Up in smoke

Up in smoke

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Flames light up the sky as they blaze at a palm oil plantation on the Indonesian island of Sumatra, where the illegal burning of land to clear space for oil palms is a recurring problem in the June to September dry season.

This year, the fires have been especially widespread and the consequences have been particularly bad, blanketing neighbouring Singapore and Malaysia with thick smog, in Southeast Asia’s worst air pollution crisis in 16 years.

. Singapore, Singapore. REUTERS/Edgar Su

Haze from the Indonesian fires obscures the famous view of Singapore’s skyline, seen from the swimming pool atop the Marina Bay Sands resort, during a period of pollution that was the worst in the city state’s history.

The thick smog shrouded landmarks, caused large numbers of residents to don face masks, and hit a record 401 on the pollution index on June 21 – a level considered potentially life-threatening for the elderly – before easing over the following days.

. PUTRAJAYA, Malaysia. REUTERS/Bazuki Muhammad

Shining weakly through the grey smog, the sun sets behind a family taking pictures in Putrajaya, outside the Malaysian capital Kuala Lumpur.

On June 23 Malaysia declared a state of emergency further south, in two parts of the state of Johor, as smoke from the Indonesian fires pushed air pollution to dangerous levels.

Before & After

Before
. KUALA LUMPUR, Malaysia. REUTERS/Bazuki Muhammad
After
. KUALA LUMPUR, Malaysia. REUTERS/Bazuki Muhammad

Before: The sun shines brightly over Kuala Lumpur at 12:00 p.m. on June 18, when the pollution standards index (PSI) reading stood at 72.
After: The same view is dimmed by haze at 12:30 p.m. on June 23, when the PSI stood at 111.

Before & After

Before
. KUALA LUMPUR, Malaysia. REUTERS/Bazuki Muhammad
After
. KUALA LUMPUR, Malaysia. REUTERS/Bazuki Muhammad

Before: A row of Malaysian landmarks – the Melawati Palace, the prime minister’s office of Putra Perdana, and Putra Mosque – are all visible in the sunlight on June 17.
After: The same buildings are obscured by smog on June 24.

Before & After

Before
. SINGAPORE, Singapore. REUTERS/Tim Wimborne
After
. SINGAPORE, Singapore. REUTERS/Tim Wimborne

Before: Cranes stand above an apartment complex under construction in Singapore at 7:15 a.m. on May 15.
After: The same cranes are almost invisible through heavy pollution at the same time on June 18.

Before & After

Before
. Singapore, Singapore. REUTERS/Edgar Su
After
. Singapore, Singapore. REUTERS/Edgar Su

Before: The Marina Bay Sands stands against a blue sky on April 25.
After: The same view is dark and hazy on June 18.

"Outdoor areas that were usually bustling with activity were now mostly deserted. It was just like a ghost town."
Edgar Su, Reuters Photographer

As someone who has lived in Singapore all my life, haze is not unusual – it’s just a somewhat seasonal event, and one that I have become used to.

But last Monday was different. I woke up to a slightly smoky smell in the air, and the view outside my apartment was dimmer than usual. I checked Facebook and saw lots of friends working in the city had posted pictures of a very blurry skyline visible from their offices. Even the air in the subway and malls smelled of smoke, they remarked.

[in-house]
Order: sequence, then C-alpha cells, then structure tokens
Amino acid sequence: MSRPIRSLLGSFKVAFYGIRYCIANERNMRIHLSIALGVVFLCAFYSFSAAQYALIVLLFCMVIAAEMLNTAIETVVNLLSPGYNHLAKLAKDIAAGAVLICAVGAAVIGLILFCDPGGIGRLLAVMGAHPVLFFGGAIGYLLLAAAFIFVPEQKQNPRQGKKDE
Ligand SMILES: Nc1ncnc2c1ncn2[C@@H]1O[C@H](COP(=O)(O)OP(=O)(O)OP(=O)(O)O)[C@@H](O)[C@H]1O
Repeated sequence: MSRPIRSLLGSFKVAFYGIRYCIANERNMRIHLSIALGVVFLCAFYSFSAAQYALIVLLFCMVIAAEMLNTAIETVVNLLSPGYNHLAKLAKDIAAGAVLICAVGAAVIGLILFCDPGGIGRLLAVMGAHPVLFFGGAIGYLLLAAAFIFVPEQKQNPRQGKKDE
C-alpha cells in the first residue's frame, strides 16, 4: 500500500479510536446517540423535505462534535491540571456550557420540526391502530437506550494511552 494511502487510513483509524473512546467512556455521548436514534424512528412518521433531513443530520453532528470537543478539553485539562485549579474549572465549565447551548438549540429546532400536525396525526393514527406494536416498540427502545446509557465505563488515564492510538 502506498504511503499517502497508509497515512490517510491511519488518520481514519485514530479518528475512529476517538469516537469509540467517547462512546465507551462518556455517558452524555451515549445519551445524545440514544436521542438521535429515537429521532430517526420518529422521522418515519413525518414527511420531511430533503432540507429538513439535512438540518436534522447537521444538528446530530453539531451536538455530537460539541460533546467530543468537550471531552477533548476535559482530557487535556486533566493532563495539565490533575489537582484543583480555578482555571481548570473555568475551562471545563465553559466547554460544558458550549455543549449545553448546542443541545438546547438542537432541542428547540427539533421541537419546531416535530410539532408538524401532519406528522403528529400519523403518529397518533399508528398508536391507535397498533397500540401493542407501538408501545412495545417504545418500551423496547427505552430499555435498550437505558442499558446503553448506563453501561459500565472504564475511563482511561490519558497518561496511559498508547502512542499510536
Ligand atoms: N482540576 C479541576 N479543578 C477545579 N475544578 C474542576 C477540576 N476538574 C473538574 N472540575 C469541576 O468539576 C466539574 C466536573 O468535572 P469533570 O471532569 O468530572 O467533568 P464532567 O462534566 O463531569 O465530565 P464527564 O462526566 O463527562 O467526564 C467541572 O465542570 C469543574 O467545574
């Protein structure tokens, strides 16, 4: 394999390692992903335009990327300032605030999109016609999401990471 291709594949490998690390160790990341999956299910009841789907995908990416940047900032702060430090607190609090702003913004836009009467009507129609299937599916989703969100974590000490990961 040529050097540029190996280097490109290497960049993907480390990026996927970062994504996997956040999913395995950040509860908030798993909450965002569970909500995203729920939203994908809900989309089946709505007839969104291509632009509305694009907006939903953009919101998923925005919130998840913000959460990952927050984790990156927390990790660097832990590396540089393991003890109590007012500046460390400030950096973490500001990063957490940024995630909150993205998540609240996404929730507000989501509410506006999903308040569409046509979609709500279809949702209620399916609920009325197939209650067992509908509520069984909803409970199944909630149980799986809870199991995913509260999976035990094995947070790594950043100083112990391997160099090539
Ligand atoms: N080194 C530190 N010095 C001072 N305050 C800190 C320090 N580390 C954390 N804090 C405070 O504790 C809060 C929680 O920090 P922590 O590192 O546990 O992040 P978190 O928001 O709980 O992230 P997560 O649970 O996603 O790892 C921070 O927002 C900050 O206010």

Immediately, I made my way to the business district to have a look. My first instinct was to get up to the rooftop of the Marina Bay Sands hotel – the best vantage point in the city. On the way up, a hotel staff member apologised to me in the elevator: “I am sorry for the view today”. He was right. From the observation deck, the haze was so thick that I could only see the outlines of the landmark buildings around me.

There, on the 57th floor, I couldn’t feel a breeze. It was very humid, my chest felt tight and I found it hard to breathe while carrying all my gear. But I needed that one picture showing a human element against the hazy skyline, and I knew I would find it at the poolside.

Normally, the pool is only accessible to hotel guests, so I had to wait to join one of the three scheduled daily tours, which are open to the public. I hung around two hours in the humidity before a guide came along and brought us in. “Take as many pictures as you want,” he said.

The problem was, it wasn’t exactly a tour of the pool. We were only allowed in a small, 20-yard stretch shared by at least 40 other tourists with cameras, and we only had about fifteen minutes to get a shot. Worse still, many of the hotel guests were suddenly getting out of the pool because of all the tourists looking at them. But I was lucky. Just before I was about to leave, a man began swimming in front of us…

In the days that followed, I started early every day to document people commuting to work in the deteriorating environment. To help protect myself as I spent about 8 to 10 hours on the streets every day, I kept an N95 mask on most of the time. Even so, every now and then when the air irritated my throat I would cough uncontrollably.

By Friday, the landscape in the city had changed dramatically. The beautiful glass facades of tall skyscrapers that normally gleam in the daylight were replaced by a landscape of dark, ominous silhouettes, which stood in the distance covered by smog that had turned slightly orange. Outdoor areas that were usually bustling with activity were now mostly deserted. It was just like a ghost town.

I walked around Marina Bay the day when the air quality was at its worst and captured a few memorable sights including the never-say-die tourists, posing with the Merlion statue and making the most of their holiday, with nothing else to be seen in the background. I was sure they would have stories to tell about Singapore when they got back home.